BRICS steer a new world order

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With 40 percent of the world’s population and 25 percent of the global GDP, the five BRICS economies are steering a new world order in global trade, commerce and finance.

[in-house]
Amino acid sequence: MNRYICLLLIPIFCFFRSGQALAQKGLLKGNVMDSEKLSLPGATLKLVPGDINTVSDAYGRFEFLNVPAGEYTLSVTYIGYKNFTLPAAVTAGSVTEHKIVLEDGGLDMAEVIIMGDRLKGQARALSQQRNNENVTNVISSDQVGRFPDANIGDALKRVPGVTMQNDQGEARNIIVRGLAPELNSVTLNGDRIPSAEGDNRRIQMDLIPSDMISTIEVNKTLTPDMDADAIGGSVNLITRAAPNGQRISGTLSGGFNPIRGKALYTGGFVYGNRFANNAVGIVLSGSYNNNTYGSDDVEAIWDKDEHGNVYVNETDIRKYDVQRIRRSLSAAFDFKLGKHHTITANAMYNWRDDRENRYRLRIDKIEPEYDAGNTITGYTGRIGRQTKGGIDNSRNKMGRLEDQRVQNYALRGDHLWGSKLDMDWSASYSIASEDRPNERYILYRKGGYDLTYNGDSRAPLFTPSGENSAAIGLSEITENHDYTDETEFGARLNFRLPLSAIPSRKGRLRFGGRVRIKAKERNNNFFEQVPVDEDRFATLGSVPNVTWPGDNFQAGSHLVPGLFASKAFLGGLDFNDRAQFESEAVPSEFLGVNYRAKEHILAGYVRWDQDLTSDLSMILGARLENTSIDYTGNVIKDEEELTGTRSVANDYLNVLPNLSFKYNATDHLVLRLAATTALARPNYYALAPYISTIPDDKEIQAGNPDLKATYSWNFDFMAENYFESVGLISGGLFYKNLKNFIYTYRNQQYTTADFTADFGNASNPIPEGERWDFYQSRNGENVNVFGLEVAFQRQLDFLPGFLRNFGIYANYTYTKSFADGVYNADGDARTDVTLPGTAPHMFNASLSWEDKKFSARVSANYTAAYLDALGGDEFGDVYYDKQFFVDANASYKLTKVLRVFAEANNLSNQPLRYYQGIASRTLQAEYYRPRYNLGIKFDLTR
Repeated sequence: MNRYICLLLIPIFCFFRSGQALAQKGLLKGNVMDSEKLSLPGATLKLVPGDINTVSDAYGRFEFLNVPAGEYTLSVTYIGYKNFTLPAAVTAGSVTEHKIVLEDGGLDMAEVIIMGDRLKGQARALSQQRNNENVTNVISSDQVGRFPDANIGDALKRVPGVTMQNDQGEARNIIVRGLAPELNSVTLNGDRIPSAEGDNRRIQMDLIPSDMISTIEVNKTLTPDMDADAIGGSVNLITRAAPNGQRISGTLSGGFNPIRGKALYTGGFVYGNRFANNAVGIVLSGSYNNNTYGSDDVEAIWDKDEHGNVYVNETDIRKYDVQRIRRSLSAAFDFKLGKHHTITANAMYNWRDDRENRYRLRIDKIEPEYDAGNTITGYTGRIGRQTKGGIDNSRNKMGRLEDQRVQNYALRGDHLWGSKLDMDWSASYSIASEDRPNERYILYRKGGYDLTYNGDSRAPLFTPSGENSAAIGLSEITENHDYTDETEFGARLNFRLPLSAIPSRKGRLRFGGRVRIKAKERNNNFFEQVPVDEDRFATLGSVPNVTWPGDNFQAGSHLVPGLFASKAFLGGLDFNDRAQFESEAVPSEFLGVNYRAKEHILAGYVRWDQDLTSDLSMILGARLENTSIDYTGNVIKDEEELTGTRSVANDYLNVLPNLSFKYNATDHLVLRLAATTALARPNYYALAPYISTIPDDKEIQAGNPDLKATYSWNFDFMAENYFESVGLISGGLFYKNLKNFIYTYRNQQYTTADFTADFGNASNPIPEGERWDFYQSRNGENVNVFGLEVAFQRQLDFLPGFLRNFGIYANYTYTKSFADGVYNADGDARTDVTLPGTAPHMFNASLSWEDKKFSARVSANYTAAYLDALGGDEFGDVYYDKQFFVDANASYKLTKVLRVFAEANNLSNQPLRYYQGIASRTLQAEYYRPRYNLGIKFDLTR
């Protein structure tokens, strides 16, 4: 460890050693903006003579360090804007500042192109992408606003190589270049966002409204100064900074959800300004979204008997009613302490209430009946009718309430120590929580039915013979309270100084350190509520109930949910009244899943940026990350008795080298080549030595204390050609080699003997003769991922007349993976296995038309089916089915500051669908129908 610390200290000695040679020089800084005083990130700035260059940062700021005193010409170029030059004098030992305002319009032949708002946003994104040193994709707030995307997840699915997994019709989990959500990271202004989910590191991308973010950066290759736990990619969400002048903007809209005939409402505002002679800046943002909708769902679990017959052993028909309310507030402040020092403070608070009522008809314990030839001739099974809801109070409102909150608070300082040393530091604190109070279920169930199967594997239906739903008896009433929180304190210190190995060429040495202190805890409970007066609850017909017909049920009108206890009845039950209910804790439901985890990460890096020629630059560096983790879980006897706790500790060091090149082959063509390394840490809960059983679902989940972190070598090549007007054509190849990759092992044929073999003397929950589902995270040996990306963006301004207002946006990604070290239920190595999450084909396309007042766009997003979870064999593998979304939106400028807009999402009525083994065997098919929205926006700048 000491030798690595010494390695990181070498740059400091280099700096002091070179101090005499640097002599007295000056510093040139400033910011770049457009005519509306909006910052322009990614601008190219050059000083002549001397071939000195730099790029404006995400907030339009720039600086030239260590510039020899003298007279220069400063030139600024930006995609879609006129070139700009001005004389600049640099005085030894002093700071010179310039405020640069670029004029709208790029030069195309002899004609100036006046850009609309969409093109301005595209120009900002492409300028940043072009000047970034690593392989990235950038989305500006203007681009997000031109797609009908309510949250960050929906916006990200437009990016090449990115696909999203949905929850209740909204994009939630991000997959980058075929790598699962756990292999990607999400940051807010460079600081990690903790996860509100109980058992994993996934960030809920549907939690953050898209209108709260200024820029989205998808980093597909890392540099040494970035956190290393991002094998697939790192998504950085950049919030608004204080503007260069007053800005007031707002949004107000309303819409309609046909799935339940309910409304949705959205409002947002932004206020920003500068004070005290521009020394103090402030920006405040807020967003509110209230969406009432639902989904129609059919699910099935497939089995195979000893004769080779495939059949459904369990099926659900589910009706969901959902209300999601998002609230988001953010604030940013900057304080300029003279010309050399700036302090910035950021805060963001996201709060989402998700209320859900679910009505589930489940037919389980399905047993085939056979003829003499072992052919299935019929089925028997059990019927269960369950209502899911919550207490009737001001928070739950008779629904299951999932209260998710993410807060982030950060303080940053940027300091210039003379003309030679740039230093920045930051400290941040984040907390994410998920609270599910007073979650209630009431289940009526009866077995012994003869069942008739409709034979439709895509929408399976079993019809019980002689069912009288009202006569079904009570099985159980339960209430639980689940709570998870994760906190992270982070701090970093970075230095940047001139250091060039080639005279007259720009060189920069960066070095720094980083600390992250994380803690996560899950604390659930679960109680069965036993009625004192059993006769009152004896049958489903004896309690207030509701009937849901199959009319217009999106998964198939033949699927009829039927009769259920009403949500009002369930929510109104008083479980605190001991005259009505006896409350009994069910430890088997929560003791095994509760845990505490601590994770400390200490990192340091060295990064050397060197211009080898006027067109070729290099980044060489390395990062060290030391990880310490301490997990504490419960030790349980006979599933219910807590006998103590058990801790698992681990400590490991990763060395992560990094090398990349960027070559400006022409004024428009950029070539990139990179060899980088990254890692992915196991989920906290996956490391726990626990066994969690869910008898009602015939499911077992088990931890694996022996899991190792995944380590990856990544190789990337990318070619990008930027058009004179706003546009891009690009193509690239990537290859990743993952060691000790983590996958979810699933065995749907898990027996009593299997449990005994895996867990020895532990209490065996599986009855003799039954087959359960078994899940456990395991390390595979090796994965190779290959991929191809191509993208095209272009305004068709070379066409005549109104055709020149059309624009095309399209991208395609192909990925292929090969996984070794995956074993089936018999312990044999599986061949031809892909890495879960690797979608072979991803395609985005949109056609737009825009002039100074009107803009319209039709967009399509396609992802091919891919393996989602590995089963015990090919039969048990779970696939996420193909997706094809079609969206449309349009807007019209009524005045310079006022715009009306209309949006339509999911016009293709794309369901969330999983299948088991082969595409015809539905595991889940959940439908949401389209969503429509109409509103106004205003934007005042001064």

Brazil, Russia, India, China and South Africa together represent 40 percent of the world’s population and 25 percent of the global gross domestic product (GDP). Total trade among the countries is $6.14 trillion, or nearly 17 percent of the world’s total. These are the three major reasons they formed BRICS, an association to promote cooperation among the five emerging economies. Another major reason has been to oppose the US hegemony and to find a way to challenge the global financial dominance of America and its ruling lenders: the International Monetary Fund and the World Bank. BRICS took a major step in forcing its challenge during its sixth summit in Brazil in July last year. It formed two multi-billion-dollar funding structures to promote cooperative economic development independent of the West. The first is the New Development Bank, started with $50 billion and expected to quickly expand to $100 billion. The second is a crisis lending fund of $100 billion, called the Contingent Reserve Arrangement. “The BRICS countries today are richer than the advanced countries were when the World Bank and the IMF were founded. We’re in a different world — but the old institutions haven’t kept up,” commented Nobel-prize-winning economist Joseph Stiglitz in a media report after the BRICS summit in Brazil. The Brazil summit marks the establishment of a $100 billion dollar liquidity reserve and a $50 billion New Development Bank (NBD) in Shanghai. As each country acts to maximize its own utility, the emerging economies of the BRICS nations will create a parallel international financial system ultimately challenging the hegemony of the current western-dominated system. In early 2014 the Russian government announced a $28 billion plan to overhaul the aviation industry by 2025 to match up to the world's top three aircraft manufacturers. Recently Gulf Air, Bahrain’s national carrier, launched its direct services to Moscow. “We are looking forward to an extensive use of the new route by various segments to reinforce bilateral ties and cooperation,” said Maher Salman Al Musallam, the airline acting CEO, while launching the service. Gulf Air said that it would operate four flights a week to Moscow. Moscow Domodedovo Airport (DME) is the largest air hub in Russia. During the ten months of 2014 the passenger traffic of DME amounted to 28.69 million passengers that is 7.9 percent more year over year. The number of flights increased by 6.5 percent. The airport’s cargo traffic in January-October of 2014 amounted to 153,000 tons and it is 5.7 percent less than in the same period last year. Andrey Rassadkin, Sales Director, Charter Operations, Volga-Dnepr Airlines said the majority of Volga-Dnepr transportations for oil and gas industry are from Europe, India, Far East and Pacific and North America. More than 60 percent of deliveries are for such industrial regions as Russia, African countries and South East Asia. “In 2014 we have operated a 1100th ‘oil and gas’ flight. That was delivery of 45 tonnes of cargo included part of the drilling machine with the hydraulic drive and the additional equipment from Rio de Janeiro in Brazil to Prestwick in the UK,” said Rassadkin. According to a recent International Air Transport Association (IATA) forecast, India is the second fastest growing air cargo market after the Middle East and is expected to grow at a compound annual rate of about seven percent over the next five years. India, according to IATA’s Industry Forecast 2014-2018, would also be among the ten largest international freight markets by 2018 led by the US supplying 10,054,000 tonnes and China with 5,639,000 tonnes. Apart from the US and China, the remaining eight largest international freight markets would be the UAE (4,974,000 tonnes), Germany (4,763,000), Hong Kong (4,648,000), Republic of Korea (3,487,000), Japan (3,480,000), the United Kingdom (2,808,000), Chinese Taipei (2,350,000) and India (2,223,000). Noting that global freight volumes were expected to rise annually by 4.1 percent over the next five years, it showed the largest air freight traffic share last year was within Asia Pacific (21.6 percent), followed by Europe-Asia Pacific (12.3 percent) and North and Mid-Pacific (10 percent). With the new governement at the centre under the leadership of Prime Minister Narendra Modi, a new development agenda is in the making. New initiatives and policy reorms are part of the new governemnt's plan to kickstart industrial development. Changes in the civial aviaiton policies of India are initiated by the ministry to fastrack setting up of air frieght stations (AFS) and modernisations of airports. The AFS will help in penetration of international air cargo activities into manufacturing and consumption clusters located in the hinterland, as well as decongest air cargo terminals. Better planning by airlines for export will be facilitated as advance information about Customs clearance will now be available. "The idea is to cut down transaction costs for companies, improve productivity, efficiency and enhance competitiveness. By providing AFS closer to production/consumption hubs, the air cargo industry would get the required support and boost," said a ministry of civil aviation press release. The new government wants to revive the project with a few changes. This was discussed at an Air Cargo Logistic Promotion Board meeting in Delhi recenlty. India was lagging in this concept but with the advent of Customs Electronic Data Interchange, Risk Management System and Accredited Clients Programme coupled with the congestion in the approach roads, seaports have realised the advantages of container freight stations (CFS) that have sprung up in Chennai, Nhava Sheva, Kolkata, Tuticorin and Visakhapatnam. 